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Attributions

Jenna is running late to work this morning. She runs late most mornings, and her boss is starting to get annoyed with her. She runs into heavier traffic than usual today, so she ends up being extra late for work. She expects her boss to say something to her about it, but she is surprised when he doesn't. Most of Jenna's coworkers are also late to work this particular day, so her boss attributes all of their lateness to heavier traffic.

  • What do attributions mean in psychology?
  • What are some examples of different types of attributions in psychology?
  • What kind of attributions concern entire groups of people?
  • What is attribution theory in psychology?
  • Why is studying attributions important in psychology?

The Meaning of Attributions

Attributions are conscious or unconscious subjective cognitive conclusions about the cause of an event or situation. In simple terms, attributions are basically how a person perceives a situation or event. In the example of Jenna arriving late for work, her boss attributed her lateness to an external factor: heavy traffic. He could have attributed her lateness to an internal factor about Jenna: she was late because she didn't get up early enough that morning.

Attributions in Psychology

When we attribute a cause to an event, we make a decision or conclusion about why something happened. Attributions are a common topic of study in psychology. The psychologist Fritz Heider studied attributions back in the early 1900s, and he developed the attribution theory in psychology.

Toby came to school without money for lunch. Toby's friend Lilo attributes Toby's lack of lunch money to forgetting to bring it. Actually, Toby came to school without lunch money because his parents had no money to send with him. If Lilo attributed Toby's lack of lunch money to his family's financial struggles, how would that change Lilo's attitude and actions towards Toby?

Attributional Styles

Attributional style varies depending on a person's general outlook on life and way of explaining or interpreting life events. Attributional styles are based on the idea that either we control our environment or it controls us. In other words, it is often based on our locus of control. People with an optimistic attributional style have a generally positive attitude toward life events even when things are not going well. People with a pessimistic attributional style generally respond negatively to life events and attribute them to forces outside of their control.

Example of Attributions

Attributions impact our behaviors, thoughts, and feelings. They can also impact motivation in ourselves and others. Psychologists want to understand better why and how we make cognitive attributions and how they contribute to the way we treat others. Types of attributions in psychology include dispositional attributions, situational attributions, cognitive biases, and perceptual shortcuts.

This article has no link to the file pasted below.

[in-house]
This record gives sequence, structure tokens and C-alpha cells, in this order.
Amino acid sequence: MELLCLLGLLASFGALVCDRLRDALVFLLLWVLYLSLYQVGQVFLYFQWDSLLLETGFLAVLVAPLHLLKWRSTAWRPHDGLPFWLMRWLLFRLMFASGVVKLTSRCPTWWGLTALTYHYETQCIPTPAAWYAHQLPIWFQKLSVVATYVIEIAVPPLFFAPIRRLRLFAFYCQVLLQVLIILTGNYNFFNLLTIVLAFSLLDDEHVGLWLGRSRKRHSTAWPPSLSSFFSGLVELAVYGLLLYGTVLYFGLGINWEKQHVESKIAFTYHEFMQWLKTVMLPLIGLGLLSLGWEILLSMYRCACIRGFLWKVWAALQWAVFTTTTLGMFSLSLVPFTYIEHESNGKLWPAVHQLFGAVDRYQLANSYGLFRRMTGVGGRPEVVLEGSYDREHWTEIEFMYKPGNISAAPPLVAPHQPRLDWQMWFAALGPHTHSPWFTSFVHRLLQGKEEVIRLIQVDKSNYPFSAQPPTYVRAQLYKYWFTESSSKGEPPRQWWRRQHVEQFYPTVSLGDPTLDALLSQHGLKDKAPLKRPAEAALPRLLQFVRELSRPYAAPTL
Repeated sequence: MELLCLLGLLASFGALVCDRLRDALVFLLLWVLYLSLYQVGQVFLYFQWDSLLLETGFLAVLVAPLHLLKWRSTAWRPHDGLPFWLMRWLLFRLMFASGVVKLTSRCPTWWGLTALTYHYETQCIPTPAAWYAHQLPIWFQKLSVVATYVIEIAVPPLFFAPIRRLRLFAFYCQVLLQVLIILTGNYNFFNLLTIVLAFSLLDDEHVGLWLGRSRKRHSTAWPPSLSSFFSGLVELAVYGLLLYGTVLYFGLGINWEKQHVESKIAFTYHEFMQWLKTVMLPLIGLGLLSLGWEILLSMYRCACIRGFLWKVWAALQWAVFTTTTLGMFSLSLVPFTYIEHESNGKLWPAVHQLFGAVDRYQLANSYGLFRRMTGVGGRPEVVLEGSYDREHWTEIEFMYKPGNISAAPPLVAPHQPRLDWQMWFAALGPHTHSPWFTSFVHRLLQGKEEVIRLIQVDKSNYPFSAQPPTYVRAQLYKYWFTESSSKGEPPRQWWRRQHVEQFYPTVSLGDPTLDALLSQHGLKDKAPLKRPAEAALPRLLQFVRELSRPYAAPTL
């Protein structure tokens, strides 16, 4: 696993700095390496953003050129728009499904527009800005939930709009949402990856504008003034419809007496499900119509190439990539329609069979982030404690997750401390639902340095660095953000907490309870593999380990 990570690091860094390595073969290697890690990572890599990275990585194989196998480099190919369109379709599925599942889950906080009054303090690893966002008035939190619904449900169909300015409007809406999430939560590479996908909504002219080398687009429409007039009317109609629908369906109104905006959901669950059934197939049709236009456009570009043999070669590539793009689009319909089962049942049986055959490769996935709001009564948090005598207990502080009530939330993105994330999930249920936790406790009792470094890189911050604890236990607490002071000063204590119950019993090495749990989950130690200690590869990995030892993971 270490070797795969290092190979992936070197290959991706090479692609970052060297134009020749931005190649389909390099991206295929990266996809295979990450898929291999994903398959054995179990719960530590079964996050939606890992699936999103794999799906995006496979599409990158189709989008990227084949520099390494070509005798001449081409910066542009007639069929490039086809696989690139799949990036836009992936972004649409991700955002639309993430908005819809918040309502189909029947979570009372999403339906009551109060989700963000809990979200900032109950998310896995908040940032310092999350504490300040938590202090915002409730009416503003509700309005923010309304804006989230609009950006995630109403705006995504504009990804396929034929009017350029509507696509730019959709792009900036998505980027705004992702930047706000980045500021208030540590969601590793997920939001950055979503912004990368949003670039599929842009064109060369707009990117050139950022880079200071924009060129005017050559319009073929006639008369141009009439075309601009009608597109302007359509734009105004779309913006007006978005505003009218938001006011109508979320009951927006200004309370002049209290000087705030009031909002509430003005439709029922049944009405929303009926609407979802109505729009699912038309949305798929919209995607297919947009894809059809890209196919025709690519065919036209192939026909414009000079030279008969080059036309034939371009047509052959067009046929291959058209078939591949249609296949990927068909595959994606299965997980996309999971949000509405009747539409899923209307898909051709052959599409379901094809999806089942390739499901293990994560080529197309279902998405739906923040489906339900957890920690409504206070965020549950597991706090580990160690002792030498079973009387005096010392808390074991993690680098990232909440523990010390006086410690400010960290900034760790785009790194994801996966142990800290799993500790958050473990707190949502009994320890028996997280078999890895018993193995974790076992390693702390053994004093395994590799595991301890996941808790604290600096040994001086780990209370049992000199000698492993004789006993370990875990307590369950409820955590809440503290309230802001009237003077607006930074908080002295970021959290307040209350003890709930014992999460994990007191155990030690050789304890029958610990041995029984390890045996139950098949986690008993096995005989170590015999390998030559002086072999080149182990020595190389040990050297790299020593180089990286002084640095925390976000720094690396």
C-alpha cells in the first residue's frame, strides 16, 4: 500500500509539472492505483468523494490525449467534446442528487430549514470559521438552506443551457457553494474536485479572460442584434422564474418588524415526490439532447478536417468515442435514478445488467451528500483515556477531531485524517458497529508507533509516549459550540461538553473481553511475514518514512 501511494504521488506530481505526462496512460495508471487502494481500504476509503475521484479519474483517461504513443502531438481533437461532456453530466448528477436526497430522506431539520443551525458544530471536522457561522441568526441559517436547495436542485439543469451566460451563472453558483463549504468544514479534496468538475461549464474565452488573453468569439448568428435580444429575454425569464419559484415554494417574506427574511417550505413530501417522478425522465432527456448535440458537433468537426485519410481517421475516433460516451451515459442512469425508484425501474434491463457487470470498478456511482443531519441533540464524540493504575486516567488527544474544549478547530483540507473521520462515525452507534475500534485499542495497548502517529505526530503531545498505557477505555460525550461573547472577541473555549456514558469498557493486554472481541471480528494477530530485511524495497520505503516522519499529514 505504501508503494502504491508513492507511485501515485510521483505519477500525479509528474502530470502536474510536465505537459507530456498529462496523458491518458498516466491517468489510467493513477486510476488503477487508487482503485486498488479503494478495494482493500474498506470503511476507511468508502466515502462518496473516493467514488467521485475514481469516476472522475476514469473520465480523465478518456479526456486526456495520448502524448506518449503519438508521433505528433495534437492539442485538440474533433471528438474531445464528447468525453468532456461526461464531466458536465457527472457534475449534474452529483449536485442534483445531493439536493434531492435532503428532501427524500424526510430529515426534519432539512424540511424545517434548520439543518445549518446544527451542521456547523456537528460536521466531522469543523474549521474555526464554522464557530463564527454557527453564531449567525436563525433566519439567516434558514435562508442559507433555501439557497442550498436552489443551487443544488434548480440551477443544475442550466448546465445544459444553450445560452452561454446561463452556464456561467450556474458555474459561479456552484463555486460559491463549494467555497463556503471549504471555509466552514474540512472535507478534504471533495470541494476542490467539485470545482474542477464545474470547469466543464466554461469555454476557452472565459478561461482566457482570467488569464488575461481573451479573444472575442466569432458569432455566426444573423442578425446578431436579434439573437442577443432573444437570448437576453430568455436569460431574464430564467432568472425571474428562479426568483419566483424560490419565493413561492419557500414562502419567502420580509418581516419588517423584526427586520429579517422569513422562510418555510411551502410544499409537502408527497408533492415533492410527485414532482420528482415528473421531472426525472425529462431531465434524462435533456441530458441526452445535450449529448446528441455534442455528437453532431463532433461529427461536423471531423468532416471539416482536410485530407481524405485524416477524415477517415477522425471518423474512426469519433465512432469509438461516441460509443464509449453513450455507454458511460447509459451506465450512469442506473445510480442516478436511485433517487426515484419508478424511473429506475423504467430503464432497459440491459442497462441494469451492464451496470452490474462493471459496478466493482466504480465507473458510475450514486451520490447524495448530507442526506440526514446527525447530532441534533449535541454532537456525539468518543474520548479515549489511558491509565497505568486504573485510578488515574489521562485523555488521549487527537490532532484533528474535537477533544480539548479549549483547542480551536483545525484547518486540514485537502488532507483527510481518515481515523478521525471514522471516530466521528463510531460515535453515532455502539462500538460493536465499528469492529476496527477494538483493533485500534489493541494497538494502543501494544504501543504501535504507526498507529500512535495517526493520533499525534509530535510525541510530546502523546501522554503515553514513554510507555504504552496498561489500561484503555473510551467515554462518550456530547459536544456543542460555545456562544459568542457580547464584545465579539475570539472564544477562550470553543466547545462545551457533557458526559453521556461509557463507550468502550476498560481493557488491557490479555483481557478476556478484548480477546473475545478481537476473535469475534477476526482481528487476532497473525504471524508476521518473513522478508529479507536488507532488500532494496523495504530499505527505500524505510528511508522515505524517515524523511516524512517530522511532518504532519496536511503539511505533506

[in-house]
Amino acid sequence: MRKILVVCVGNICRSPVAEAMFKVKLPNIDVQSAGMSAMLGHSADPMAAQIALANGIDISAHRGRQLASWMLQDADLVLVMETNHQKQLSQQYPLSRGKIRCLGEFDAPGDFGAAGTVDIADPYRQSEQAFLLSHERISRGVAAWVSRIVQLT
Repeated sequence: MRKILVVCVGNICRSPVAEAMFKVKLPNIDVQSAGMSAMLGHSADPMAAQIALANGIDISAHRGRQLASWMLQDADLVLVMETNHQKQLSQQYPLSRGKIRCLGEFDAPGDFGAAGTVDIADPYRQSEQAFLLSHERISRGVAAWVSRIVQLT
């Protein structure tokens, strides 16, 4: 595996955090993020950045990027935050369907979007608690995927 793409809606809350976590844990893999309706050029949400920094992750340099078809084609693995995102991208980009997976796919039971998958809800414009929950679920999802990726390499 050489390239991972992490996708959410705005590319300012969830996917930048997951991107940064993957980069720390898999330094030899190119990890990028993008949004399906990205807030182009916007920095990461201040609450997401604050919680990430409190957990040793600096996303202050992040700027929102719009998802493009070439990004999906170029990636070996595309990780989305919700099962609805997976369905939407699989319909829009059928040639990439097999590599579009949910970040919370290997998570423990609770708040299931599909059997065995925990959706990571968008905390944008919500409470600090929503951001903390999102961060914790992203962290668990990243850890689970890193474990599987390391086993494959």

Dispositional Attributions

Internal attributions are also known as dispositional attributions. Internal attributions occur when someone relates an experience to personal factors, emotions, moods, or personality traits. For example, if someone does well at a cheerleading competition, they may believe it is due to internal attributes and their personal efforts.

Situational Attributions

External attributions are also known as situational attributions. External attributions happen when someone considers factors outside themselves. Social factors come into play, such as race, age, location, other people, etc. For example, if someone is late to work, external attributes such as traffic or car accidents might be considered.

Biases and Attributions

Bias is when we favor a particular person, group, thing, or idea. Biases can be either implicit or explicit, meaning they are either unconscious or conscious. Implicit bias is unconscious, preconceived outlooks or perspectives influenced by past life experiences. Prejudice is an example of a negative implicit bias toward other people, groups, or ideas.

Explicit bias is conscious, preconceived outlooks or perspectives that guide our thoughts and responses. Explicit biases influence how we determine the causes of our behaviors and other people's behaviors. In general, humans attribute the behaviors of other people to internal factors and behaviors of our own to external factors. When this occurs, it is known as the fundamental attribution error (FAE).

Lucy had a long, hard day at work. When she gets home, her kids are acting crazy and making a mess. She snaps at them and reacts based on her stress level. She feels bad afterward, but she attributes her behavior to external factors like the stress of her day at work. The next day, Lucy visits her friend Mark's house. Mark also has kids, and he snaps at his kids for breaking a toy. Lucy is shocked and attributes Mark's behavior to poor parenting.

Perceptual Shortcuts and Attributions

Shortcuts are often called perceptual shortcuts in psychology when considering attributions. These shortcuts are ways that we often look over or miss information that might be vital in understanding if there is an internal or external cause. We use selective perception to decide what information to pay attention to and what information to ignore. When we do this, we often use our bias to choose what to pay attention to. The judgment we have based on the shortcuts can lead to attributions surrounding a situation or event.

Group Attributions in Psychology

Group attributions in psychology often relate to in-group and out-group biases. In-group bias is the tendency to favor other group members over people who belong to another group. If we are part of a group that believes eating meat is not okay, we may treat others in our group better than we treat those in other groups. We may use perceptual shortcuts to ignore the fact that eating meat has benefits, like added protein and vitamins. Out-group bias is the exact opposite: undervaluing those that are not part of your group.